5 posted on 04/14/2014 12:41:50 AM PDT by wiggen (The teacher card. When the racism card just won't work.)
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To: PaulCruz2016

I’ve read a bit about this one. The question seems to center around whether or not Holle had knowledge of his room mate’s intent. The prosecution said he knew what was going down, and loaned the room mate the car anyway. Holle’s attorney claimed Holle had no idea a crime was going to be committed. On wikipedia, it says Holle appeared to have been told by his roomie what he planned to do, but also that he thought the room mate was just joking around. So, take from that what you will.


6 posted on 04/14/2014 12:42:36 AM PDT by DemforBush (A repo man is always intense.)
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To: PaulCruz2016

Must be more to the story.

After watching the daytime court shows I have learned never be a bank to friends and family; never let friends and family borrow a car; or give//sell them a car without taking your name off the title. Also if you shack up and put money into a house when you seperate a civil court judge may not give you a dime if you break up.


7 posted on 04/14/2014 12:43:31 AM PDT by RginTN
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To: wiggen

If he’d had no idea that it was going to be used to commit crimes he could have skated.

But he did, and hence comes the responsibility.

Maybe repercussions shouldn’t be this drastic, but there should be some.


8 posted on 04/14/2014 12:44:01 AM PDT by HiTech RedNeck (Embrace the Lion of Judah and He will roar for you and teach you to roar too. See my page.)
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To: HiTech RedNeck

In a 2007 interview with The New York Times, Holle stated that “I honestly thought they were going to get food,” adding that “When they actually mentioned what was going on, I thought it was a joke.” He explained that he was naive, and had been drinking all night, so he “didn’t understand what was going on.”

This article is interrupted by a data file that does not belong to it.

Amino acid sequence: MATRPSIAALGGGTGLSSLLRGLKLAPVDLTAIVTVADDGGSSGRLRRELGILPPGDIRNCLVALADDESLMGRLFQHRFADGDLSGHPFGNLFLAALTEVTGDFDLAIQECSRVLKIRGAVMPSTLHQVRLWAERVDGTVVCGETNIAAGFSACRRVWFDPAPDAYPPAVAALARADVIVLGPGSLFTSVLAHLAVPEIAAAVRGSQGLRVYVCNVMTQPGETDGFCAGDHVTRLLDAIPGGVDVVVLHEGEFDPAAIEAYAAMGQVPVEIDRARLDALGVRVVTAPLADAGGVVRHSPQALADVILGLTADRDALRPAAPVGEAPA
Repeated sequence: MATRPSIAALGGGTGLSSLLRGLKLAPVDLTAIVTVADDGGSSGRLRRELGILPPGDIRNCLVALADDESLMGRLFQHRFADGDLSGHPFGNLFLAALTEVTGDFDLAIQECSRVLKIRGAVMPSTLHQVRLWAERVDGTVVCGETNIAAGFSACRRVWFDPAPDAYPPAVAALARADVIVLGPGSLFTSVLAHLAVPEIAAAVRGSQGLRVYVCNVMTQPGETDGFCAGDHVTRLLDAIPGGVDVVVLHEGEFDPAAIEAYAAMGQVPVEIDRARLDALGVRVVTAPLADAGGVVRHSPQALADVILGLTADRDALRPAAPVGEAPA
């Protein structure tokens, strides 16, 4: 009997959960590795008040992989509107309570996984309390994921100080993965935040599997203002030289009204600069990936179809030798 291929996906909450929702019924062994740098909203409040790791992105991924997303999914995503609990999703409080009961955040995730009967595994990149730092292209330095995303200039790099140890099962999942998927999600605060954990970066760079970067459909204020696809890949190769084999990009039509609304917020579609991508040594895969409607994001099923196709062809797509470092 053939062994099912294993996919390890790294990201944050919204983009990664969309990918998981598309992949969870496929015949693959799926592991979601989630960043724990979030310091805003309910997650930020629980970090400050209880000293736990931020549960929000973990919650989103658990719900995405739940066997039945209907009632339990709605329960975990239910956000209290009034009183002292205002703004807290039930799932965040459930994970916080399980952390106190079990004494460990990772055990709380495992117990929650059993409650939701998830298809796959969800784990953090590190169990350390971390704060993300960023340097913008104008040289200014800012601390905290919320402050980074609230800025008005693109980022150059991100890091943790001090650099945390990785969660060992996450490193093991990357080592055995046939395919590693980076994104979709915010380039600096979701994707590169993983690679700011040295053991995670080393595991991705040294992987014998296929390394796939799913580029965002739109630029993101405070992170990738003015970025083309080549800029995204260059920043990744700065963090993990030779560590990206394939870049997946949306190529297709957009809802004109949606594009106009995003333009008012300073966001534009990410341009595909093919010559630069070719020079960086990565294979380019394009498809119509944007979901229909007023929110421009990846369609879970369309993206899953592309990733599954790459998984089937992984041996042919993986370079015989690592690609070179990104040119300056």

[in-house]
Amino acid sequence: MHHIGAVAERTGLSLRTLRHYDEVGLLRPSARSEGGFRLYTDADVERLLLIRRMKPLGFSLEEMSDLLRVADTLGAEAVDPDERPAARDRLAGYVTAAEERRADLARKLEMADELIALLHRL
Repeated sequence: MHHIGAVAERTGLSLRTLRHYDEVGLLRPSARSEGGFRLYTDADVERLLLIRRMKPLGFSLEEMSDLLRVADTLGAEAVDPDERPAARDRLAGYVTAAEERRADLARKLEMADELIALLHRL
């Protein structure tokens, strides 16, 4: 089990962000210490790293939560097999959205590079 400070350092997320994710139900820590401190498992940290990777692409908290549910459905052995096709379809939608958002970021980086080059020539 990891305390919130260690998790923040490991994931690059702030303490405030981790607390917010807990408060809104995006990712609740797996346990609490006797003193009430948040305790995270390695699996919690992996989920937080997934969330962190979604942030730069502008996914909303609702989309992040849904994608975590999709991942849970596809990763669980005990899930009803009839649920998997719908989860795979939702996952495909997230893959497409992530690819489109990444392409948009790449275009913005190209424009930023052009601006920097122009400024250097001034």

9 posted on 04/14/2014 12:48:48 AM PDT by PaulCruz2016
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To: PaulCruz2016

Surprised no one got the Jury nullification going on his trial. I’d have never voted guilty as a juror on that...


10 posted on 04/14/2014 12:49:55 AM PDT by Axenolith (Government blows, and that which governs least, blows least...)
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To: PaulCruz2016

Yeah right! I always think my friends are joking when they ask to borrow my car to go steal some drugs.


11 posted on 04/14/2014 1:06:41 AM PDT by GilesB
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To: HiTech RedNeck

it was to buy pot. It’s not even illegal in every state any longer. Why would he suddenly think theres going to be violence involved? That transaction goes on thousands of times a day across the nation. Whatever sentence he had due is long since past.


12 posted on 04/14/2014 1:17:04 AM PDT by wiggen (The teacher card. When the racism card just won't work.)
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To: PaulCruz2016

outrageous


13 posted on 04/14/2014 1:20:20 AM PDT by yldstrk ( My heroes have always been cowboys)
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To: Axenolith
I’d have never voted guilty as a juror on that...

Read the whole story, Google his name.

It turns out they told him they were going to rob a house (the stories say burglary, but they knew people were home, that makes it a home invasion robbery). They knew they were going to "knock out" an 18 year old girl who they actually killed instead of "knocking her out." Bottom line is they told him they were going to do a violent home invasion with plans to commit great bodily harm on someone in the home.

I say guilty. Maybe, maybe the sentence is too long, but maybe not.

You say to me: "I am going to go knock someone out and steal a safe from her home, can I borrow your car?" I am going to tell you you may not use my car. Now, if he had said that and they had taken his keys and still used the car, he is clean, they stole the car while he slept.

The only real case I think he has is something like "ineffective counsel". He should have been warned that 10 years was not a bad deal at all, life was in the cards if he fought it. Especially if the dead girl was pretty and did not have a troubled background.

14 posted on 04/14/2014 1:29:30 AM PDT by CurlyDave
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To: PaulCruz2016

I always get nervous when I read that a jury put a person away in jail for a long (or very long) time based on a TOTALLY UNFAIR decision.

There is a LOT MORE that I’d want to know about this case before concluding this law should be scrapped and I’m only hearing ONE SIDE here.


15 posted on 04/14/2014 3:33:21 AM PDT by BobL
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To: BobL
"one side"

That appears to be the case here. I'd like to hear the prosecutors side. And since this is an article from some scribbler writing for The Nation, maybe the most leftist media source in the country with a great desire to dismantle the justice system and free most prison inmates, I take it with a large grain of salt.

16 posted on 04/14/2014 3:40:31 AM PDT by driftless2
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To: PaulCruz2016